Flames coach Bob Hartley said, “They were dominant tonight. Right from first drop of the puck, they dominated us on the faceoff dot. They controlled the entire game. It was quite a performance from the wild
“They have unbelievable speed on their four lines. The balance of that team, if they stay healthy, they’re a top team.”
Heck, most impressive about the Wild’s entire second half is it has been doing this with five, six, sometimes seven guys out a night. Yet, it keeps on winning.
Quite the story, but Yeo said, “We’re not there yet. It’s great that we’re closer to the teams above us. We’ve got to have the same approach. We can’t start to get comfortable.”
Big game Saturday against the defending champs. Wild has four off-days in a row after tonight and before the Rangers come Thursday, so two more points would do the Wild some good.
That’s it for me. Talk to you after Saturday morning’s availability (I should just sleep here). Dubnyk will obviously start. The only question is whether Ryan Carter gets in probably for Sean Bergenheim (Jordan Schroeder had another great game tonight).
Check out the game story and notebook, which is Justin Fontaine heavy after the Bulldogs' big win over the Gophers and his big response to the Colborne hit.
I wrote a ton about Devan Dubnyk and Zach Parise in the game story, so I’ll try to touch on some other stuff from tonight’s come-from-behind 2-1 shootout win over the Islanders.
On an aside, funny story, but I met a person the other day that said, “I love your blogs.” I laughed and said, “How about the articles?” He goes, “What articles?” Yes, I write those, too. That's what I'm doing when I disappear on Twitter every third period.
I just thought that was funny, and on a night like tonight where I spent the majority of the gamer talking about Dubnyk, I don’t want you to think I’m completely out to lunch if I don’t touch on him as much in here. Start reading the articles, too, if you don’t (ha). I try to make this more of a supplement.
Obviously, Dubnyk continues to be the Wild’s MVP and lifted the Wild to yet another gigantic win tonight. The Kings just keep winning, so the Wild stayed five points up on a playoff spot with eight games left. Winnipeg blew a 2-0 lead in Vancouver and lost 5-2.
That means the Wild is three up on the first wildcard spot.
I knew the Wild had a travel delay out of Toronto last night, but I didn’t realize until after the game that the Wild got to its hotel at 3 a.m. I think the Wild kept that to itself in order to make sure that the Wild’s potential fatigue wasn’t part of Jack Capuano’s gameplan. Didn’t matter. The Islanders always come out hard and home and they had the Wild firmly planted on its heels in a first period in which the Wild was outshot 16-5 and out-attempted 32-9.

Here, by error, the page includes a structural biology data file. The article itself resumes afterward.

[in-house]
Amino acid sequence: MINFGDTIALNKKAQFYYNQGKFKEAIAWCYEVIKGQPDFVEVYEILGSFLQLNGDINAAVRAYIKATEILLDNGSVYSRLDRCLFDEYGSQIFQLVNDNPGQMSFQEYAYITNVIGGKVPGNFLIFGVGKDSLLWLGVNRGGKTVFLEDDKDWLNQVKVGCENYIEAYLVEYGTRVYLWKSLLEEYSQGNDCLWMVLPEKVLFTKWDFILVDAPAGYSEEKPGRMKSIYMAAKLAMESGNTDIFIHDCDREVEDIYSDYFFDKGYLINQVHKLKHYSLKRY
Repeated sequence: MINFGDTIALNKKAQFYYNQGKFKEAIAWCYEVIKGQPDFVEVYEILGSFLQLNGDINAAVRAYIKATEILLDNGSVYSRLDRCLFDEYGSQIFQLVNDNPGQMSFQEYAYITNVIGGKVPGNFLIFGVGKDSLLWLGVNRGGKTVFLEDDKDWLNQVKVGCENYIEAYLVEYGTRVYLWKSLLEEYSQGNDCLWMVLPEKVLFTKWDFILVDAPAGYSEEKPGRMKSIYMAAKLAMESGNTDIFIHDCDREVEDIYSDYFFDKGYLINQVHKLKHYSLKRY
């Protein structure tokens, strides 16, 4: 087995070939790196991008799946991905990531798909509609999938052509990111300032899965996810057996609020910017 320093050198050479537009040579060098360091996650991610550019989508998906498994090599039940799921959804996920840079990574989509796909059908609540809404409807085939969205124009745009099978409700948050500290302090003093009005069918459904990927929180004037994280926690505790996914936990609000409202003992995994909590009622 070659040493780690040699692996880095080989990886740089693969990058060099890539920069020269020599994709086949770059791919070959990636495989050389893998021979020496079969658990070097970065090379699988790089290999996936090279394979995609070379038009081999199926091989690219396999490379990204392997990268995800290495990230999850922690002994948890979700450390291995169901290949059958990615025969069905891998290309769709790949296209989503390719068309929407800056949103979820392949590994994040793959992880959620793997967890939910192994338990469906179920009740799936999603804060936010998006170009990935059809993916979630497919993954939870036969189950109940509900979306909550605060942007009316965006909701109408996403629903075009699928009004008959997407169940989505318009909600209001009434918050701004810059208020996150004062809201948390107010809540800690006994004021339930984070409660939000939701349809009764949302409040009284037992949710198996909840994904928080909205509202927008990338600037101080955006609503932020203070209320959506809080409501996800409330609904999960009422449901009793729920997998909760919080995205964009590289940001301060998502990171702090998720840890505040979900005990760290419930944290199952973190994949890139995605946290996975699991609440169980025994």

“First period, we were turning pucks over like crazy, turning pucks over in front of their defensemen, making hope plays and forcing plays and allowing them to counter back with their speed,” Yeo said. “You can’t play with good structure when you’re turning pucks over like that.”
But Dubnyk, the rock star, kept the Wild in a scoreless game.
“They’re big on their starts and they try to overwhelm you and sometimes on the road like that, it’s important to just survive, just get through that first wave and gather ourselves,” Dubnyk said after his 37-save effort. “Exactly what we did.”
The Wild started to play much better in the second, started to get some chances on Jaroslav Halak, who didn’t have to exert himself early, started to come with speed. Halak made a nice save on a deflected Thomas Vanek (his eight-game point streak ended) shot and a great save on Jason Pominville off a Parise setup.
But with 23.7 seconds left in the second, the moment a penalty on Mikael Granlund expired, John Tavares jammed in the game’s first goal.
But Yeo altered his lines in the third to create some offense and the Wild responded by buzzing shift after shift for eight or nine minutes. Parise and Pominville played with Mikko Koivu, Granlund played with Nino Niederreiter and Chris Stewart and Thomas Vanek and Charlie Coyle played with Jordan Schroeder (more on him in a sec).
Finally, Pominville found Parise in front, Halak stopped Parise’s first shot and Parise scored his 29th goal on his rebound. Parise scored 29 last season, so he’s a goal from his personal-best with the Wild. He was great again. Goal, shootout winner, four shots, four hits, four blocked shots (huge one in last minute).
The Wild got to overtime and Dubnyk was great again, especially on a robbery of Johnny Boychuk.
“I can’t even count the times that guy’s scored on me in the American League and even when he was in Boston, so I was lucky I could at least return the favor a couple times,” Dubnyk said. “It probably would take about 10 times before I could get him back on all the goals he scored on me.”
In the shootout, Dubnyk wasn’t beaten on three attempts and Parise’s 39th career shootout goal was the difference.
“I’ve seen that before. Just never happened to me,” Parise said of his post and in goal.
10th straight road win to extend franchise-record and 14-1-2 on the road under Dubnyk. He is now 14-1-1 on the road in 17 starts with a 1.44 goals-against average and .952 save percentage.
He is now 3-0-1 with a 1.20 GAA and a .967 SV% in the second of back-to-backs since being pulled Jan. 20 at Detroit in his first try with the Wild in such a situation.
YES, HE WILL START BOTH RARE BACK-TO-BACK GAMES THIS WEEKEND AT HOME AGAINST CALGARY AND L.A., AND WE DON’T EVEN HAVE TO ASK YEO!